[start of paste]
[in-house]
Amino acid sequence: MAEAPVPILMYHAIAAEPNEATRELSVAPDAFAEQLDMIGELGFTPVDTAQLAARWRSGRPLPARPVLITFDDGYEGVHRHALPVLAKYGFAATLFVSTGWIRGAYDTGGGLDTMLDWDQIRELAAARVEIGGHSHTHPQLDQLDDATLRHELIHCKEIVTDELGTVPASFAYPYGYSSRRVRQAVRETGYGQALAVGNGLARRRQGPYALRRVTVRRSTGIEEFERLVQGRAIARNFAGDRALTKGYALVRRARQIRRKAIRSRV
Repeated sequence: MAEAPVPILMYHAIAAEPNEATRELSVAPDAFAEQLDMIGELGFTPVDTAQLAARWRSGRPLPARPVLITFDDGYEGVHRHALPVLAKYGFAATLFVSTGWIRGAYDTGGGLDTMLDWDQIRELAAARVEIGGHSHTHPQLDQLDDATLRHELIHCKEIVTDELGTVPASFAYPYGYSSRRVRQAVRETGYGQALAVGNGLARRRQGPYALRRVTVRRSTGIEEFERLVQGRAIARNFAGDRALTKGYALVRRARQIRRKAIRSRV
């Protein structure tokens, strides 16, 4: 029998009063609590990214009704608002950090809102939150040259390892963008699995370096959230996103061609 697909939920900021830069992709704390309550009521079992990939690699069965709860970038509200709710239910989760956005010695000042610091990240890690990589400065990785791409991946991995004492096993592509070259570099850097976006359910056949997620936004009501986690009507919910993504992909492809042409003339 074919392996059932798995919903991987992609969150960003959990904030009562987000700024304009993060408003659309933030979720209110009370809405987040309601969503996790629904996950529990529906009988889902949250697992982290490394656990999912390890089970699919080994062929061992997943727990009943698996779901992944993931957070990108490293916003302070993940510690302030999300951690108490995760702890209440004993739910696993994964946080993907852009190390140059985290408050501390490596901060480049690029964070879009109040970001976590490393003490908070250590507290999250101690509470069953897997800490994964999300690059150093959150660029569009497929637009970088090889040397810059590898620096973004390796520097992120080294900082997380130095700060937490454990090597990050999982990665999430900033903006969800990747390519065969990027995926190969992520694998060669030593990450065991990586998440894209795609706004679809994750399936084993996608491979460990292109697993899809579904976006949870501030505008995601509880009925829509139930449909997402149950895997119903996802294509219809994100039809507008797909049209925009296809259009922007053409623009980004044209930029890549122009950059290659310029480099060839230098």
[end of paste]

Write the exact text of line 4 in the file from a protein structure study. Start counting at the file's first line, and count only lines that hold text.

């Protein structure tokens, strides 16, 4: 029998009063609590990214009704608002950090809102939150040259390892963008699995370096959230996103061609 697909939920900021830069992709704390309550009521079992990939690699069965709860970038509200709710239910989760956005010695000042610091990240890690990589400065990785791409991946991995004492096993592509070259570099850097976006359910056949997620936004009501986690009507919910993504992909492809042409003339 074919392996059932798995919903991987992609969150960003959990904030009562987000700024304009993060408003659309933030979720209110009370809405987040309601969503996790629904996950529990529906009988889902949250697992982290490394656990999912390890089970699919080994062929061992997943727990009943698996779901992944993931957070990108490293916003302070993940510690302030999300951690108490995760702890209440004993739910696993994964946080993907852009190390140059985290408050501390490596901060480049690029964070879009109040970001976590490393003490908070250590507290999250101690509470069953897997800490994964999300690059150093959150660029569009497929637009970088090889040397810059590898620096973004390796520097992120080294900082997380130095700060937490454990090597990050999982990665999430900033903006969800990747390519065969990027995926190969992520694998060669030593990450065991990586998440894209795609706004679809994750399936084993996608491979460990292109697993899809579904976006949870501030505008995601509880009925829509139930449909997402149950895997119903996802294509219809994100039809507008797909049209925009296809259009922007053409623009980004044209930029890549122009950059290659310029480099060839230098």